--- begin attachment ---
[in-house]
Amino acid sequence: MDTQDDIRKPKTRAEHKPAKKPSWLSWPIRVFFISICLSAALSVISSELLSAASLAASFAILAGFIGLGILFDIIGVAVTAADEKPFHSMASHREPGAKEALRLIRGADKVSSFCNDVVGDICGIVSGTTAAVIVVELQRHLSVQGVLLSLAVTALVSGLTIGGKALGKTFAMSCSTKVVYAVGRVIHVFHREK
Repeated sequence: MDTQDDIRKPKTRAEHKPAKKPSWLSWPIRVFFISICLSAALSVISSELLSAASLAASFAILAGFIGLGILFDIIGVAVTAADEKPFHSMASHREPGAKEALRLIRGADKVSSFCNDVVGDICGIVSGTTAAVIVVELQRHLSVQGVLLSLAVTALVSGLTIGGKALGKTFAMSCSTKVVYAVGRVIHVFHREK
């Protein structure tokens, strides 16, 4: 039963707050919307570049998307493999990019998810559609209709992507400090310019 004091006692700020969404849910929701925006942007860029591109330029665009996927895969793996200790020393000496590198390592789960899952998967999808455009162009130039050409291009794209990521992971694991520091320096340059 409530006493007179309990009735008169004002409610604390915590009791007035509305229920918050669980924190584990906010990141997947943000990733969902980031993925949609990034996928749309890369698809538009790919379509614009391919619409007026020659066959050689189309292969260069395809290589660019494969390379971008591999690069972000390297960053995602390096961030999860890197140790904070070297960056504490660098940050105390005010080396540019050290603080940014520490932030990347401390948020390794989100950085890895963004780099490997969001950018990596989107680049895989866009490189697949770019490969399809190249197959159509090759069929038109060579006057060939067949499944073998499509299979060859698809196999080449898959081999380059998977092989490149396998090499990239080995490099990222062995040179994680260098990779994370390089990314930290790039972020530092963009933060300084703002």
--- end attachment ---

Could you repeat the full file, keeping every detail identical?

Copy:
[in-house]
Amino acid sequence: MDTQDDIRKPKTRAEHKPAKKPSWLSWPIRVFFISICLSAALSVISSELLSAASLAASFAILAGFIGLGILFDIIGVAVTAADEKPFHSMASHREPGAKEALRLIRGADKVSSFCNDVVGDICGIVSGTTAAVIVVELQRHLSVQGVLLSLAVTALVSGLTIGGKALGKTFAMSCSTKVVYAVGRVIHVFHREK
Repeated sequence: MDTQDDIRKPKTRAEHKPAKKPSWLSWPIRVFFISICLSAALSVISSELLSAASLAASFAILAGFIGLGILFDIIGVAVTAADEKPFHSMASHREPGAKEALRLIRGADKVSSFCNDVVGDICGIVSGTTAAVIVVELQRHLSVQGVLLSLAVTALVSGLTIGGKALGKTFAMSCSTKVVYAVGRVIHVFHREK
């Protein structure tokens, strides 16, 4: 039963707050919307570049998307493999990019998810559609209709992507400090310019 004091006692700020969404849910929701925006942007860029591109330029665009996927895969793996200790020393000496590198390592789960899952998967999808455009162009130039050409291009794209990521992971694991520091320096340059 409530006493007179309990009735008169004002409610604390915590009791007035509305229920918050669980924190584990906010990141997947943000990733969902980031993925949609990034996928749309890369698809538009790919379509614009391919619409007026020659066959050689189309292969260069395809290589660019494969390379971008591999690069972000390297960053995602390096961030999860890197140790904070070297960056504490660098940050105390005010080396540019050290603080940014520490932030990347401390948020390794989100950085890895963004780099490997969001950018990596989107680049895989866009490189697949770019490969399809190249197959159509090759069929038109060579006057060939067949499944073998499509299979060859698809196999080449898959081999380059998977092989490149396998090499990239080995490099990222062995040179994680260098990779994370390089990314930290790039972020530092963009933060300084703002």